MGT were hobbled from the start by development budgets, I think. If you compare and contrast to the Atari Lynx of the same year, that had a quarter of the RAM but a faster CPU, a scaling blitter, a dedicated fixed point maths unit and a built-in LCD screen, for only about £130 — and that was before console manufacturers were in the habit of subsidising the hardware with future software sales.
Subjectively speaking though? I loved the little thing, and used it through to at least 1995. Both it and another I bought are likely still where I left them when I eventually went to university.
Supposong you're complaining primarily about tense, would you accept 'was designed by Sophie Wilson'? Citing people by their current names is quite normal, e.g. 'Elton John was born in 1947'.
Chaos? Xeno? Bruce Lee? Stop the Express? Nebulus? Driller? Exolon? Target: Renegade? Thrust? Splat? Turrican? Dan Dare? Wizball?
I'm confident those were all very good.
On the other hand, lots of places — such as El Reg — seem to consider it worth reporting without being particularly invested in either side, so you shouldn't just write off the factual content of the story on account of the person that broke it.
Further to what King Jack says, the Carl Zeiss lenses that Nokia have always thought to be a huge selling point have always been a bit of a joke as far as I'm concerned; nobody who knows and cares about Carl Zeiss lenses is going to think that a full-automatic device with a point-and-shoot sized sensor is going to be significantly constrained by lens quality or that at the price points the devices are sold at this is anything more than a vanity labelling exercise, and people who just want to point and shoot aren't likely to have heard of Carl Zeiss.
Kodak is sad but was hardly inevitable — compare and contrast with the trajectory of Fujifilm, currently riding high on the well-received X series of enthusiast cameras.
Surely this'll end up looking really bad for Microsoft? As in: turn your company into a Microsoft shop and expect bankruptcy; try to sell WP7 and expect consumers to walk away.
Most of your down votes will be the trolling attempt at tying industry-wide problems uniquely to Apple, I think.
I would have been more scathing than merely not describing them as innovative. Ditto for the whole game. It was well crafted and fun, but far from innovative in any sense.
You'll all be thinking of GEOS rather than GEM, surely? GEM was the one that came with the Atari ST and was also available for all of the other 16-or-better bit machines from Digital Research, GEOS was — I think — the Commodore 64 one with the surprisingly complete set of applications. I've seen other 8 bit GUIs but never anything that went significantly beyond a basic proof of concept, with a calculator, text editor and nothing much else of production use.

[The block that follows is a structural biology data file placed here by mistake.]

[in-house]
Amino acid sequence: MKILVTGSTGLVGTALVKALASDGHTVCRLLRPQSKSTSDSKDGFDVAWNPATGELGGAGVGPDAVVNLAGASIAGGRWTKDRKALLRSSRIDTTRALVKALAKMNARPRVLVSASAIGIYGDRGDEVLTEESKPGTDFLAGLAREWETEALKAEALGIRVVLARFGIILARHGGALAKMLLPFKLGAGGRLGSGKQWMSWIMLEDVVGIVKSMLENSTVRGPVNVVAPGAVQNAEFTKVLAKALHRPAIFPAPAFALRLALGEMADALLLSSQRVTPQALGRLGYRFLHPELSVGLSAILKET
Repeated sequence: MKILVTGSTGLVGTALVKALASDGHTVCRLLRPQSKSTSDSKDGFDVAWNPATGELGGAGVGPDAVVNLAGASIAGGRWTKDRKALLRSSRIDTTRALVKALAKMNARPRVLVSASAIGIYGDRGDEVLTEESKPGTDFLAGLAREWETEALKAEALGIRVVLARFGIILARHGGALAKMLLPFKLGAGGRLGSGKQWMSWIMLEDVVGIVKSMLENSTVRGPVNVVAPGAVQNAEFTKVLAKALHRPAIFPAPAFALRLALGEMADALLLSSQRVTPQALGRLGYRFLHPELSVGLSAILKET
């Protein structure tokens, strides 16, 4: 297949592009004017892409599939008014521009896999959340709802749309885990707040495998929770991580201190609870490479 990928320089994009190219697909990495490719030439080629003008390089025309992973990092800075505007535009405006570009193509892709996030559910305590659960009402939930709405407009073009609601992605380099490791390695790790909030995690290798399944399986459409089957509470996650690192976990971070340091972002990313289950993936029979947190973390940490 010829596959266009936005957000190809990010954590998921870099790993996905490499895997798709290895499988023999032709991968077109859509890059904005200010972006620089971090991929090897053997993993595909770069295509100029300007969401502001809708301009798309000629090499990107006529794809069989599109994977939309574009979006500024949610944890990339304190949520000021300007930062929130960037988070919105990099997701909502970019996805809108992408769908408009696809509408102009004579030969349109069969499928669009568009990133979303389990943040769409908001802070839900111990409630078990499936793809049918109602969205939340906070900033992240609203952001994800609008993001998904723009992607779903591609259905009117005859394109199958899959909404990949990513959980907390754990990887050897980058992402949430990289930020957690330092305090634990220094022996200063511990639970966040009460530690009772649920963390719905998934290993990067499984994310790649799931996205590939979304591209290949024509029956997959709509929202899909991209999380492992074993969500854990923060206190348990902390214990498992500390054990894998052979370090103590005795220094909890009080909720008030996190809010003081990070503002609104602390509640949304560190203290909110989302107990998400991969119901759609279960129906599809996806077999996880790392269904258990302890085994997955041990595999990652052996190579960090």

It's a Silicon Valley bias thing; Tramiel dared to be over on the east coast, Sinclair, Sugar and Curry weren't even in the same country.
Tramiel was as important to the business as any of them. His cutthroat approach to price cutting can just as easily be cast as striving to include more features at the same price, hence pushing the industry forward.
Is that first manufacturer not Amazon? Albeit that they're frustratingly restricting their product to the US only for the time being. And that £200 exactly iPad sized Android tablet you can get through Argos that was reviewed here recently looked pretty good for us Brit types.
I have both devices in front of me right now. Prerendered content looks identical, as do apps that have yet to be adapted for the retina display.
If there's a complaint at all, you quickly mentally adjust to the decent text rendering offered by [almost] all apps that render their text live, making the prerendered stuff look worse by comparison. It then looks equally bad on both devices.
Games that haven't been updated, like Angry Birds, look the same on both devices but even then my brain doesn't really notice anything particularly odd. It's really just the text where most people will be conscious of the difference.
Not on purpose; I just wrote an Elite clone and needed a scripting language, so I threw a z80 emulator that I already had written in, being one of the 300,000 people to have written a Spectrum emulator at some point. I'm aware this was an absurd way to write such a thing, but it was just a personal hobby for fun.
Anyway, the way I had things set up left every individual world entity with its own little 64kb address space and a personal z80. I then had some fun scripting them myself, then got bored and put it all away, being aware that games in which you program things are ten a penny, Elite clones aren't exactly rare and there was no reason anyone should care about yet another.
I'm sure Notch's effort will be top drawer though, and should be fun because it'll attract a whole bunch of other talented people.
As part of their desperate attempts to become relevant again c.1999, Apple built Java directly into OS X and made it an on-the-box feature. The OS hence not only could run standard Java apps exactly as if they were native but included a rich set of bindings so that you could write fully native apps directly with the native frameworks but in Java. Per its designers, Java descends more from Objective-C than from C++ so I guess Apple were positioning themselves to be able to go fully Java if the market embraced it, hence they needed direct control over the thing.